# Showing There is No Element of Some Order in a Group

### 26 Aug 2021

I took a practice algebra qual the other day, and was totally stumped by a pretty basic group theory question:

Assume that $G$ is a simple group of order $168$.

(a) How many elements of order $7$ are there in $G$?

(b) Show that $G$ does not contain any elements of order $14$.

Part (a) is a pretty routine application of the Sylow theorems1, but part (b) stumped me. I don’t think I’ve ever seen a problem like tihs before, and it’s (at least to me) entirely unobvious what to do. Of course, we discussed it after the mock qual, and after meditating on the solution for a bit, I’m writing this up so I’ll hopefully remember the idea.

$\ulcorner$

Let $H \leq G$ with $|H| = 14$. Then $H$ has a $7$-sylow subgroup $P$, and since $[H:P] = 2$, we must have $P \vartriangleleft H.$ So $H$ is contained in $N_G(P)$ (the normalizer2 of $P$).

Now we use a fact that I had entirely forgotten: $$[G : N_G(P)] = n_p = \# p\text{-sylow subgroups}$$. Once you see this, it becomes obvious (exercise: why?3), and I’m going to try to not forget it again.

With this in hand, though, the rest comes fairly quickly. If $[G : N_G(P)] = n_7 = 8$, then

$|N_G(P)| = \frac{|G|}{[G : N_G(P)]} = \frac{168}{8} = 21.$

But we know $H \leq N_G(P)$, so $$|H| \, \bigg \vert \, |N_G(P)|$$ and we find $14 \, \big \vert \, 21$, giving us the desired contradiction.

$\lrcorner$

The most obvious way to show that $H \not \leq G$ is to use lagrange’s theorem, and this is still using lagrange’s theorem, just in a slightly sharper way.

Normally, we show that $|H|$ does not divide $|G|$, but if we can control $H$ enough to guarantee $H \leq K \leq G$, then we can actually apply lagrange’s theorem to this subgroup instead! As we saw above, $|G|$ was not restrictive enough to prevent a subgroup of order $14$, but the smaller group $N_G(P)$ was able to get the job done!

Now, how could we have been clued into thinking about $H \leq N_G(P)$? Well, primed by the previous paragraph we notice that $14$ does divide the order of $G$. So if we’re going to show the nonexistence of this subgroup, we’ll need something stronger. Without knowing how $H$ embeds into $G$, though, we have very few tools for finding a $K$ with $H \leq K \leq G$. In fact, we really only have two tools which let us move up in the subgroup lattice.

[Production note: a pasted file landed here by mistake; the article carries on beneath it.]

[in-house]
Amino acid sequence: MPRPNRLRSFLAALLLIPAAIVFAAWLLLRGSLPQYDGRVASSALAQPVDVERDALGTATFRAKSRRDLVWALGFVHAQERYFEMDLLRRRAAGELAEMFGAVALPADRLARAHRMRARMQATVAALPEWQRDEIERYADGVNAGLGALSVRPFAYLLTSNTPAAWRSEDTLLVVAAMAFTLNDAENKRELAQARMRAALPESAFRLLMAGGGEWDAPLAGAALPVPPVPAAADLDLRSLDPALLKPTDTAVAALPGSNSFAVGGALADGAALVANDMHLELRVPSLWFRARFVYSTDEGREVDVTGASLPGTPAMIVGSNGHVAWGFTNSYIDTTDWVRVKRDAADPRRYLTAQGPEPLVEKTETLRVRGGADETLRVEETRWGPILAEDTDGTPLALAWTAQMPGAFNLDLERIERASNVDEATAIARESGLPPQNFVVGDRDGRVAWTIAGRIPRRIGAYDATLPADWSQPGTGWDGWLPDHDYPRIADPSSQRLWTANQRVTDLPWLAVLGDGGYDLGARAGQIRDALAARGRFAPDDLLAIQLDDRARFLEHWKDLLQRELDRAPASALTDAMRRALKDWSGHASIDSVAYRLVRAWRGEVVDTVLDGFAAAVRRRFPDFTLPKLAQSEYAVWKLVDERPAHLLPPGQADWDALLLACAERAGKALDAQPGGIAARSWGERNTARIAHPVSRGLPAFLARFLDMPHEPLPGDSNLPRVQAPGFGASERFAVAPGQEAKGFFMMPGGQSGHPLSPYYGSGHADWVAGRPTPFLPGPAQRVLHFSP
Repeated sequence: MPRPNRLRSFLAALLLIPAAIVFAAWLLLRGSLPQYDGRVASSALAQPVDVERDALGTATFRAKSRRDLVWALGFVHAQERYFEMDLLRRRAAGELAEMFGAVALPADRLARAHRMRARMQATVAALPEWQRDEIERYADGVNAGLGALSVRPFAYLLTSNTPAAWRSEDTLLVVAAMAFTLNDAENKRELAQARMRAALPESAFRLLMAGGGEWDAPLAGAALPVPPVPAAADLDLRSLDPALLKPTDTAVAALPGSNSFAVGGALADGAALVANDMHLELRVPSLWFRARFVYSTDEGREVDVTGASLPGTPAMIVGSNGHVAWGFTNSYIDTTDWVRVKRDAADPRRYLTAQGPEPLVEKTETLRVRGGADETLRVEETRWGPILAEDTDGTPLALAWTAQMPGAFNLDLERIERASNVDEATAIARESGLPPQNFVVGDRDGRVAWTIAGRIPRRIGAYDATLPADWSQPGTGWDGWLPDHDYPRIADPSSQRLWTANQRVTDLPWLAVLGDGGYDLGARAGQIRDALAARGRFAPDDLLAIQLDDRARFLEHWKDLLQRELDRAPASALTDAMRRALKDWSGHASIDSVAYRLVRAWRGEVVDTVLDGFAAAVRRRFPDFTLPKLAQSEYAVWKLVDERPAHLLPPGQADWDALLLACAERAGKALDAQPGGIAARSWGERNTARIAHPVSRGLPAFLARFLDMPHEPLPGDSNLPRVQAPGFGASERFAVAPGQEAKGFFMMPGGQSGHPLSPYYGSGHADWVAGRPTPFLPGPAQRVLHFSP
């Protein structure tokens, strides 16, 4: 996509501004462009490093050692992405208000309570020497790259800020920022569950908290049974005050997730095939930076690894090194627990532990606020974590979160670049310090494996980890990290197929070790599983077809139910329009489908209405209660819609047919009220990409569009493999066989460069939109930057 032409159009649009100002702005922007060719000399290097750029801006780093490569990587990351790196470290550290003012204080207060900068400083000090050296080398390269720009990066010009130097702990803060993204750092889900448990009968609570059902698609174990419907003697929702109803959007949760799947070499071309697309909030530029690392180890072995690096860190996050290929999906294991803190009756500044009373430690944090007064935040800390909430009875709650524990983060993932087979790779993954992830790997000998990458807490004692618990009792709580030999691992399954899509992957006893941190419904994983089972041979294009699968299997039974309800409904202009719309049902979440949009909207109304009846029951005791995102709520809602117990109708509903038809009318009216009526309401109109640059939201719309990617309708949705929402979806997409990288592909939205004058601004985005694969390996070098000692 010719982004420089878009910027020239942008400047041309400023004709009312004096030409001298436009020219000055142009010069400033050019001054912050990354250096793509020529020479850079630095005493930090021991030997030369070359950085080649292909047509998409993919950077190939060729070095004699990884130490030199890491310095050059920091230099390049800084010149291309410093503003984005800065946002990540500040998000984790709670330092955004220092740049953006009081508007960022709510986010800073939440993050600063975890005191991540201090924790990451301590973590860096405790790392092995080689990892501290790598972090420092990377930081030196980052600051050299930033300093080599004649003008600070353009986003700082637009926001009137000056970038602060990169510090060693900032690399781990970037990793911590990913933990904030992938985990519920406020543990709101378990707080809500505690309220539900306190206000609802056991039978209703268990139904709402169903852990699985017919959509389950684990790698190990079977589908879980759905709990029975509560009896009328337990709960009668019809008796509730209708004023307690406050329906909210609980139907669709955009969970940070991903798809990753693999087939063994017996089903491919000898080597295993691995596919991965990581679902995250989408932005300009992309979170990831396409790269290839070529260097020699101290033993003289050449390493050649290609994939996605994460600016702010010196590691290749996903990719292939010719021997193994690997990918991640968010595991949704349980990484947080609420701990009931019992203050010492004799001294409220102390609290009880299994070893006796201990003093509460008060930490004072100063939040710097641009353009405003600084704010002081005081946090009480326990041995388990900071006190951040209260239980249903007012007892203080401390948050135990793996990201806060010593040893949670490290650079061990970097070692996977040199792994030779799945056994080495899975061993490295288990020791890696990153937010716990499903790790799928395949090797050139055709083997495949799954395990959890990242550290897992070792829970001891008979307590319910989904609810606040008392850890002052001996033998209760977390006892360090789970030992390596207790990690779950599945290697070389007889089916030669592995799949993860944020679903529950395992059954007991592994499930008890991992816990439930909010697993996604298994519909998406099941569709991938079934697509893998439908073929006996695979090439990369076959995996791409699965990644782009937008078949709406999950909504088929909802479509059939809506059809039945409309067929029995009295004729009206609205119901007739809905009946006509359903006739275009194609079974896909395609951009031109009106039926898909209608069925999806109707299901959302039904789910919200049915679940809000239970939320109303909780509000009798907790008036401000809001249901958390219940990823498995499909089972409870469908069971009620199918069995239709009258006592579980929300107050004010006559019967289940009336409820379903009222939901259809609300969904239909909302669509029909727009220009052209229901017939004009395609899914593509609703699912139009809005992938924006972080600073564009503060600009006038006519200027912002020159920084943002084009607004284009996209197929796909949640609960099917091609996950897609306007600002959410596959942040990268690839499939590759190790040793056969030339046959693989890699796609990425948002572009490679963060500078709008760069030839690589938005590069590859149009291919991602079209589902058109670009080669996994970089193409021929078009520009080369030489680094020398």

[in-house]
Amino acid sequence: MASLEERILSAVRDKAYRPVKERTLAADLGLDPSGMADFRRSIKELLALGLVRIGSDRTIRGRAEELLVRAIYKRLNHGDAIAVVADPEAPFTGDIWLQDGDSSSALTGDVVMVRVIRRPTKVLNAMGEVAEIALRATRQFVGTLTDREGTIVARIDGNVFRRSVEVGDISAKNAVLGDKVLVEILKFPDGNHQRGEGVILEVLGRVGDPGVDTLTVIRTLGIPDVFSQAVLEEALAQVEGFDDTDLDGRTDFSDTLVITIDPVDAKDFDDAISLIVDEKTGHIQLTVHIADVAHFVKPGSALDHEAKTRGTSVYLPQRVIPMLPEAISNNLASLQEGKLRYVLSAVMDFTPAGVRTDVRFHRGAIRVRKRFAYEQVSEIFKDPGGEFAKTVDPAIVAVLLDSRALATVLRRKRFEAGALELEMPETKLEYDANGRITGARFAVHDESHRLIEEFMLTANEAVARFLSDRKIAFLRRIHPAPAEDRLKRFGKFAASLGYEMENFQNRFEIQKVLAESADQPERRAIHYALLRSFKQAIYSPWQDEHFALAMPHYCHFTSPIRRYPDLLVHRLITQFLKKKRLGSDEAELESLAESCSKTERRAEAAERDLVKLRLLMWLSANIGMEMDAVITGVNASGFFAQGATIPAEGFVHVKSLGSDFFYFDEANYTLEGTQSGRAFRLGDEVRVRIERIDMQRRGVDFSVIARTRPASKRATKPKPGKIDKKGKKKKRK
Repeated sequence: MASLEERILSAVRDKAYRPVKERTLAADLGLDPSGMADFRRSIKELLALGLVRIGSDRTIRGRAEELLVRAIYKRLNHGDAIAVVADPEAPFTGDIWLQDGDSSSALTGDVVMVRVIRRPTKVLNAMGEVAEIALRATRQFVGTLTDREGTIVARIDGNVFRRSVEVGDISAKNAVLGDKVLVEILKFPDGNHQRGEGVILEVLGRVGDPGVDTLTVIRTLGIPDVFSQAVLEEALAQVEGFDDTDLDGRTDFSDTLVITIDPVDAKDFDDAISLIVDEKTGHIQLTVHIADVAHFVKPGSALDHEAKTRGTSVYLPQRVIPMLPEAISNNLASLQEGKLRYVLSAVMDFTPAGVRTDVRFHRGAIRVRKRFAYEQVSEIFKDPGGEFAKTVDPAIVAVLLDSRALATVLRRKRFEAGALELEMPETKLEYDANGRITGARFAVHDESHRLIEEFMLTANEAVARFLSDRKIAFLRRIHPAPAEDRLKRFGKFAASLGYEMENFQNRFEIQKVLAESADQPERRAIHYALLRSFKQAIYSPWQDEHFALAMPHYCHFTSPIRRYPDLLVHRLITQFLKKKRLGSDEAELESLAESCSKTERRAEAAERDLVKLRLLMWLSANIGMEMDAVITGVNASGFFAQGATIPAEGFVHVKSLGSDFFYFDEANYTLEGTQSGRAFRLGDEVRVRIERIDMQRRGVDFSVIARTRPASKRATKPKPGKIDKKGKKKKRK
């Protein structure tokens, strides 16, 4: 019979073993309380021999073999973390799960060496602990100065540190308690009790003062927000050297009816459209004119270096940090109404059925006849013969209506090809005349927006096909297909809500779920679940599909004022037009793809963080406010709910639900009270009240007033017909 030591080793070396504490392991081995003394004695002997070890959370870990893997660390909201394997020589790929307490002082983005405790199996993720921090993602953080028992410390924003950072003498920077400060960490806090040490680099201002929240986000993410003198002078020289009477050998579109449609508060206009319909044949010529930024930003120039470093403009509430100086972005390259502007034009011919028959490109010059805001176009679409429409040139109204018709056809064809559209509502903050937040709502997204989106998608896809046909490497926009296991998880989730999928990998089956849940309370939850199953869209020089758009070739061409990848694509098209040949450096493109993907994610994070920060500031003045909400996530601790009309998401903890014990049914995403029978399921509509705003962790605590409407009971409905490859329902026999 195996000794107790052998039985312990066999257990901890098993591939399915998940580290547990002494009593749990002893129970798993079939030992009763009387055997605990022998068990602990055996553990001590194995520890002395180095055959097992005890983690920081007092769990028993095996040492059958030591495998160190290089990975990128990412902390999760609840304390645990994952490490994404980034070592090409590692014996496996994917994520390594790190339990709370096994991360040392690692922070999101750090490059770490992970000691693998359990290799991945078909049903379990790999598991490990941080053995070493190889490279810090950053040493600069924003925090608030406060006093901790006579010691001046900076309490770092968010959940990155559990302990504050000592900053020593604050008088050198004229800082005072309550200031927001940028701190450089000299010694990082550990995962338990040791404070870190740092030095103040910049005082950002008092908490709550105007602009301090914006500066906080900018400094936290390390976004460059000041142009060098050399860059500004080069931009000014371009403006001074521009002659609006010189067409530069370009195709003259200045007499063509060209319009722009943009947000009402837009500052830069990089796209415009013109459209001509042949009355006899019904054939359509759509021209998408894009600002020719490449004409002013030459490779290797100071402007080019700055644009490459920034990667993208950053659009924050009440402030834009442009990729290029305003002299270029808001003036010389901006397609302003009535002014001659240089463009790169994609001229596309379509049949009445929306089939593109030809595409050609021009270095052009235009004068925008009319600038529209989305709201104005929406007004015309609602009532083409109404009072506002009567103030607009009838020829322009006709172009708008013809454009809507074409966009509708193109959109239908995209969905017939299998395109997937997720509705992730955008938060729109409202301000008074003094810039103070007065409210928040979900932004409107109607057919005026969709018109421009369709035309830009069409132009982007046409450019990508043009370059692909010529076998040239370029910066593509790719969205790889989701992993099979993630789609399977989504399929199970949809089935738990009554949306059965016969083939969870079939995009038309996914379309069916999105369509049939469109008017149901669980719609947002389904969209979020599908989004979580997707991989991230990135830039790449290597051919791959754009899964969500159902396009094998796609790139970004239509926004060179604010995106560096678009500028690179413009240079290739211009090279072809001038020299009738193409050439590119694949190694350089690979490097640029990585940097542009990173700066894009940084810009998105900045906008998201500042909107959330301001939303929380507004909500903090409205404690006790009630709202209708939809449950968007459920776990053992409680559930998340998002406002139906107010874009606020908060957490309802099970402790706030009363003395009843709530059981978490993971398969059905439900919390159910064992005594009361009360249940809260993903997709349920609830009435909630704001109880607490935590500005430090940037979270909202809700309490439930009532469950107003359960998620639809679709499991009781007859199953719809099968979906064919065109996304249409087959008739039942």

1. Taking normalizers (note $H \leq N_G(H)$ for every $H$)
2. Working with $p$-subgroups

The normalizer angle isn’t promising, since we don’t know how $H$ should sit inside $G$, so we don’t know anything about how it conjugates. The $p$-subgroup idea seems reasonable, though. After all, every $p$-subgroup is contained in a Sylow $p$-subgroup. So we might be able to pass information from the bottom of the subgroup lattice to the top.

This is doubly effective in our current case, since $7$ is the maximal power of $7$ in both $H$ and $G$. So actually the (unique!) $7$-sylow subgroup of $H$ is already one of the $7$-sylow subgroups of $G$. A very common idea with $p$-groups is to take normalizers4, indeed if you’ve done much finite group theory, you’re surely familiar with the frattini argument. The standard example of this argument is showing

If $H \vartriangleleft G$, and $P$ is a $p$-sylow subgroup of $H$, then $G = N_G(P) H$.

So when we see $p$-sylow subgroups, we might be trained to think about their normalizers. But as soon as we look at the normalizer of $P$, we see it contains $H$, and we can finish the proof from there.

As a quick epilogue, I asked mse for general techniques for showing $G$ does not have a subgroup of order $k$. There have been some comments, but nothing substantial (at least at time of writing), which makes me wonder if there are any general techniques for this.